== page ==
Salix miyabeana ‘Winter Green’

S. miyabeana selection

This vigorous grower is a great selection of Salix miyabeana; probably from the Breeding program at the University of Toronto. It grows to 30ft or more unless coppiced. It differs from S. miyabeana in having few or no stipules at the base of the leaves in Spring, but they are present on new growth. It has fresh young stems are a very bright green and striking in the winter landscape. It’s one heck of a vigorous grower. In one year after coppicing it grows 8-12ft with very few branches (in 2014 it had stems 14ft long in a perfect growing year!). It is a male flowered selection that produces masses of pussy willows that bees absolutely love.

USES: It’s one of the best varieties for living fences and structures, as well as coarse basketry. Incidentally beavers love this willow, I put an electric fence in front of these plants in the nursery set at 8in above the ground to keep them out--it worked (it doesn't work for rabbits, maybe woodchucks....?)

Freshly cut stems ready for  a living structure, with young flowers on twigs from the top of the rods.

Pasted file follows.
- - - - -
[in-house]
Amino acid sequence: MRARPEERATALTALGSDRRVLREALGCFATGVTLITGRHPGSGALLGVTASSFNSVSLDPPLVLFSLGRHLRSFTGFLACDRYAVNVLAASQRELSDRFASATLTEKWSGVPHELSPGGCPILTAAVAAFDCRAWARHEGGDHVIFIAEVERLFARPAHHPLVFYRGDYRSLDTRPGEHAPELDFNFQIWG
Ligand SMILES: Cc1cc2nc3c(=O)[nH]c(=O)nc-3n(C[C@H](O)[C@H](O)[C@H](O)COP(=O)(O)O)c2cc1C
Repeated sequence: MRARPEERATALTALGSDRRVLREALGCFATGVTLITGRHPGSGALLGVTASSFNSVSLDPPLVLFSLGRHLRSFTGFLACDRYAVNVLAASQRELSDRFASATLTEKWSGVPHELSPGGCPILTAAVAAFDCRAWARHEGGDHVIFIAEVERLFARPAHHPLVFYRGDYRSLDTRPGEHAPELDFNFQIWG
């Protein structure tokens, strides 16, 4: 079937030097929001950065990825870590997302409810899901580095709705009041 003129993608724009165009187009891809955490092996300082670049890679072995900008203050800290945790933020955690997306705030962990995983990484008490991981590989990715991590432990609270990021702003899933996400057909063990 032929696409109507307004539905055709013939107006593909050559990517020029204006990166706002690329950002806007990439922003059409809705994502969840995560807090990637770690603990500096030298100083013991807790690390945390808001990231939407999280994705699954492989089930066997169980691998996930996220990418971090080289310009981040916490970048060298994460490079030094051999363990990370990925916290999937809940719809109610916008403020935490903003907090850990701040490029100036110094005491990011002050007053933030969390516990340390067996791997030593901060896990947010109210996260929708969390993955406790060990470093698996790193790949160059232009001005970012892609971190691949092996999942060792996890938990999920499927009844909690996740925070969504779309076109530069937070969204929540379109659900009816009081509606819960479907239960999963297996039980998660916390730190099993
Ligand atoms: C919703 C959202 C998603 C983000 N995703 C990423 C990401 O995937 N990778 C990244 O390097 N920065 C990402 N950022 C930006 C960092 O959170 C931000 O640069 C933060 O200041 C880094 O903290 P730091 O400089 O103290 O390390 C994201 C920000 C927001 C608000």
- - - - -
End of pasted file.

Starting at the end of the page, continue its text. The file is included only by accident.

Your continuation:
Male catkins expand to 2-3in long (typical of S. miyabeana)

and have tiny leaf scales at their base. Late-March.

‘Winter Green’ in the nursery in early October.

That’s a 5ft stake in front of them showing how tall they row in one year after coppicing. The front plants were coppiced by beaver earlier in mid-summer!

I created this wattle out of 'Winter Green' in about 30 minutes to save our tulips from being knocked down by our dogs chasing squirrels and chipmunks. This is ‘River’, one of our two Nova Scotia Duck-Tolling Retrievers.

Below: foliage of 'Winter Green' is similar to miyabeana, but more refined.

NB: no stipules on these stems. Shown in mid-June

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Rods of 'Winter Green' (left) with the coarser S. miyabeana being presoaked for shipping to encourage root initials to form.

Overwintering catkin buds of 'Winter Green' with the long narrow stipules typical of Salix miyabeana.

Late October.

'Winter Green' is a male selection with bright stems and long rods. Bees love it! Above late-April.

right: As you can see we still have snow in April (12-16in here), the reason we can't ship earlier.

'Winter Green' showing off its

bright green stems and long rods.

Below: Male catkins in various stages of development. Early-April.

When 'Winter Green' is in flower, bees appear in clouds to gather the nectar and pollen.

Those black dots at upper right are some of the bees! Late-April

The undersides of the leaves are bluish-green. Shown in late September.

right: in late October the leaves turn golden yellow.


of Michael Dodge